One month on, Indonesia’s quake and tsunami struck city faces major health crisis
- Aid groups warn of an increase in diarrhoea and respiratory infections plus suspected cases of mosquito-borne illnesses malaria and dengue fever
Indonesia’s quake and tsunami battered city of Palu is facing a public health crisis a month after the disaster, aid agencies have warned.
On September 28, a magnitude 7.5 quake and followed by a tsunami razed parts of Palu on Sulawesi island, killing some 2,200 people and making more than 220,000 homeless.
Thousands more are missing, presumed dead, after entire neighbourhoods were destroyed.
Desperate to stave off disease, authorities last week dropped disinfectant from helicopters on the worst-hit areas.
Indonesia’s disaster mitigation agency said the move was crucial to preventing the proliferation of disease-laden flies, cockroaches and rats.
But aid groups say there has been an increase in cases of diarrhoea and respiratory infection, while there are also suspected cases of mosquito-borne illnesses, including malaria and dengue fever.
Heavy monsoon rains predicted for the months ahead threaten to make a bad situation worse.
“It is likely we’re going to see more and more people getting sick … given how hard it is to maintain hygiene standards, with the rains providing the perfect breeding ground for mosquitoes, and with hundreds, if not thousands of bodies, believed to be decomposing in the ground,” said Selina Sumbung, chairwoman of Save the Children’s partner in Indonesia, Yayasan Sayangi Tunas Cilik.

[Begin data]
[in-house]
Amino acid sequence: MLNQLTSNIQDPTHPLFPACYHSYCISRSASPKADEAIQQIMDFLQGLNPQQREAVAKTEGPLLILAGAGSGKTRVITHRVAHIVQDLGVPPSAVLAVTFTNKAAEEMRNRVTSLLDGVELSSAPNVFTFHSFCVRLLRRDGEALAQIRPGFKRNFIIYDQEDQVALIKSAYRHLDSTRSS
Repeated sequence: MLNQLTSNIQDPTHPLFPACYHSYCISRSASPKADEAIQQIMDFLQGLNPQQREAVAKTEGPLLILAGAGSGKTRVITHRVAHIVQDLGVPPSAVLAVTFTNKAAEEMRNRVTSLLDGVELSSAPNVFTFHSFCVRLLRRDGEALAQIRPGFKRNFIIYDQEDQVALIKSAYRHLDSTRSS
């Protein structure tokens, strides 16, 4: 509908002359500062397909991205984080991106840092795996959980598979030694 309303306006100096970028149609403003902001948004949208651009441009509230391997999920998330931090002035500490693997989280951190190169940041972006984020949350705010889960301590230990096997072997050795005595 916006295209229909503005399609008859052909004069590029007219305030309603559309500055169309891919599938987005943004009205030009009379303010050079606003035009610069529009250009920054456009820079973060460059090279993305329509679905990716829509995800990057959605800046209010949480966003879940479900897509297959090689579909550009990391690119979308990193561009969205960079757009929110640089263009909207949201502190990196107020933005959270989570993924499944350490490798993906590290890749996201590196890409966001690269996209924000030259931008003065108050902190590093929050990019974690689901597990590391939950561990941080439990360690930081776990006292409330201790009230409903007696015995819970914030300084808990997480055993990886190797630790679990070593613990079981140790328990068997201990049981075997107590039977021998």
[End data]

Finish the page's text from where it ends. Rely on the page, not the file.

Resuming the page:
Children are said to be particularly at risk from any illness outbreak.
The hundreds of thousands left homeless by the disaster are scattered across Palu and beyond.
Many squat outside their ruined homes or are bunkered down in makeshift camps and entirely dependent on handouts to survive.
Safe drinking water has to be trucked into encampments, while tarpaulins, blankets and tools are still in short supply in some areas.
“We know when people are living in temporary conditions [it] poses a problem for hygiene,” said Andreas Weissenberg, of the Red Cross team in Palu. “People stay closer together. It’s difficult to keep clean. They may not have access to water and latrines.”
Elsewhere, monsoon rains have already turned roads to mud and primed slopes for landslides in some remote areas – hampering access for relief teams.
Indonesia has said that damage to the devastated area has topped US$900 million while the World Bank has offered the country up to US$1 billion in loans to get Palu back on its feet.
Seventy per cent of Palu has been cleaned up and water supply will return to normal by December, Central Sulawesi governor Longki Djanggola said on Thursday.
More than 1,400 tents have been erected for classes and 1,200 semi-permanent shelters are expected to be finished in two months’ time.
For many, however, life is still far from normal.
“I just hope I can get a decent place, permanent housing and a job,” said 65-year-old Abdurrahim Laadu.